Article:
Untraced since 1885, the only remaining privately held gold Comitia Americana medal authorized by the United States Congress has surfaced and will be sold in the Stack’s Bowers Galleries April 4-8 Spring Auction, the Official Auction for the Whitman Coin and Collectibles Expo.
The Daniel Morgan at Cowpens medal was initially authorized in March 1781 by the Continental Congress to recognize the valor shown by Gen. Daniel Morgan at the 1781 Battle of Cowpens in South Carolina. It was designed by Augustin Dupre, the French master whose designs for this medal and others, including the Libertas Americana medal, earned him legendary status among the world’s medallic artists. The Morgan medal is generally considered the most beautiful of the Comitia Americana medals, referring to the medals authorized by Congress during the American Revolution. Its artistry inspired the designs of later Congressional Gold Medals struck to honor heroes of the War of 1812.
Morgan’s gold medal was lost in 1818, stolen from a vault during the earliest recorded bank robbery in the history of Pittsburgh. Its owner, Pittsburgh banker and writer Morgan Neville, was Daniel Morgan’s grandson and his oldest male heir. Neville used his national reputation and political connections in a decades-long fight to have the gold medal replaced, enlisting the help of congressmen and even retired President Thomas Jefferson. In 1836, the United States Congress finally authorized a replacement medal, permitting just one to be struck in gold.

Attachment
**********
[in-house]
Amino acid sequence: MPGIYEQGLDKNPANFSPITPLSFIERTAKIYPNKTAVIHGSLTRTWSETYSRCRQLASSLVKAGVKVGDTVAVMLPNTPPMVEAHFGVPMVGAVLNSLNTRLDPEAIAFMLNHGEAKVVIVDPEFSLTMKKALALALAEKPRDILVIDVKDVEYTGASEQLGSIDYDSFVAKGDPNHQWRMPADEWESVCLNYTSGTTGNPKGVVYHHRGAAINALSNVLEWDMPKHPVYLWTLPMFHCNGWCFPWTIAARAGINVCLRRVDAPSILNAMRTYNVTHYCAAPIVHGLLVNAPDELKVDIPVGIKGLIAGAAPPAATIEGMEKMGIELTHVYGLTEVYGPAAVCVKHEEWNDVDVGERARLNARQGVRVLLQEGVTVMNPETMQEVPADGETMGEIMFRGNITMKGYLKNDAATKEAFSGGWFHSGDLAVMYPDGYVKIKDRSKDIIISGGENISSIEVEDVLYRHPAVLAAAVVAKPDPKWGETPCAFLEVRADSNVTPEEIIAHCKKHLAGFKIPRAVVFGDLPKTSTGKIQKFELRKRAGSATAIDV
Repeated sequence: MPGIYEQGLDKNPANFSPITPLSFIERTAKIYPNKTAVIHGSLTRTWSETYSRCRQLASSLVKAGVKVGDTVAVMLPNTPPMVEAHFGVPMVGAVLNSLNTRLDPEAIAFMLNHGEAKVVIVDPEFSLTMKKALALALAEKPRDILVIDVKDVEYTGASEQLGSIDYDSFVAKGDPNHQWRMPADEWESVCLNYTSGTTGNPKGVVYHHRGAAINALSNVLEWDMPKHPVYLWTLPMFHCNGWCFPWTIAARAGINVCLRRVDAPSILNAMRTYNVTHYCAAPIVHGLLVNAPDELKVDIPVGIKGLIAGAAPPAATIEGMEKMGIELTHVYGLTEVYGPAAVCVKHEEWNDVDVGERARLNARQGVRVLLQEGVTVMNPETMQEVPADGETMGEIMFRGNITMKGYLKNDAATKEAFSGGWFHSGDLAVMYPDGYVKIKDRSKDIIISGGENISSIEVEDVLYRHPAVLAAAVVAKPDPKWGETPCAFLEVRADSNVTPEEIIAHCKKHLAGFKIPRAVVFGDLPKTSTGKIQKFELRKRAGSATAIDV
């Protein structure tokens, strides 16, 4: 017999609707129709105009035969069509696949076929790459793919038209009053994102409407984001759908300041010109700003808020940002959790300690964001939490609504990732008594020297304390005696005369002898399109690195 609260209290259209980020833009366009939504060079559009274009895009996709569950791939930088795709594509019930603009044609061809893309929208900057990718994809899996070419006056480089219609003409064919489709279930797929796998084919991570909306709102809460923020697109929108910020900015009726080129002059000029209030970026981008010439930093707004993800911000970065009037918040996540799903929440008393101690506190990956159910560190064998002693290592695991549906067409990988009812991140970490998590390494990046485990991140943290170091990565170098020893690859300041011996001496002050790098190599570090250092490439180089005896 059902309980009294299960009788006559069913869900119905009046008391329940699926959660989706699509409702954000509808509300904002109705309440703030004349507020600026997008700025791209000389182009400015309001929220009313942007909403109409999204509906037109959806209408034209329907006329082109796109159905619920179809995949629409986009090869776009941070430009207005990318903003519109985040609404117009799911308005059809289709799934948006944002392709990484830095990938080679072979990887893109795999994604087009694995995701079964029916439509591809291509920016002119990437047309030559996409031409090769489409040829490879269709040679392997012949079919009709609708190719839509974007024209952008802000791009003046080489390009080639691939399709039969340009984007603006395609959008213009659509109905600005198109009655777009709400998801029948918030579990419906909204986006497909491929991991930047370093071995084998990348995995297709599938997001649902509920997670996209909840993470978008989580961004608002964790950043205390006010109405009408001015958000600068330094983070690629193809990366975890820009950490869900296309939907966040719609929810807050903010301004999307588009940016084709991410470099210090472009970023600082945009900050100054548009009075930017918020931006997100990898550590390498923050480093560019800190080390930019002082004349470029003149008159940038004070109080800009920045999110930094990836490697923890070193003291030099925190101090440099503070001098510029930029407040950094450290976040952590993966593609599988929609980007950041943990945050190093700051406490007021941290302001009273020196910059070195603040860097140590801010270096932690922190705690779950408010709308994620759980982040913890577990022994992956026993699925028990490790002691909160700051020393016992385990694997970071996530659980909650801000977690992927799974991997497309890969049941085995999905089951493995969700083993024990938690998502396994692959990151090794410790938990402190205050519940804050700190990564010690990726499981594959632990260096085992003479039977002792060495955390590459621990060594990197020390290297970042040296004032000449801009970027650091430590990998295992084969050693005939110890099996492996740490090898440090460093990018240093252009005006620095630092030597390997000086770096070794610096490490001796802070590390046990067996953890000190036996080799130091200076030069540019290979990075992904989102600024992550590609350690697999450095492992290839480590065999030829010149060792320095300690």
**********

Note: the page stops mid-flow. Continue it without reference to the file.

The medal authorized by Congress in 1836 is the piece to be offered in the Stack’s Bowers Galleries Spring Auction, struck in 1839 at the Philadelphia Mint and presented in 1841 to Morgan Neville’s son.
It remained in the family until at least 1885. At some point, the medal was acquired by famed financier J.P. Morgan who believed, incorrectly, that Daniel Morgan was his kin. The medal disappeared from view for decades, resurfacing in recent months still in its original box of issue. It has been authenticated by Professional Coin Grading Service (PCGS) and graded SP63.
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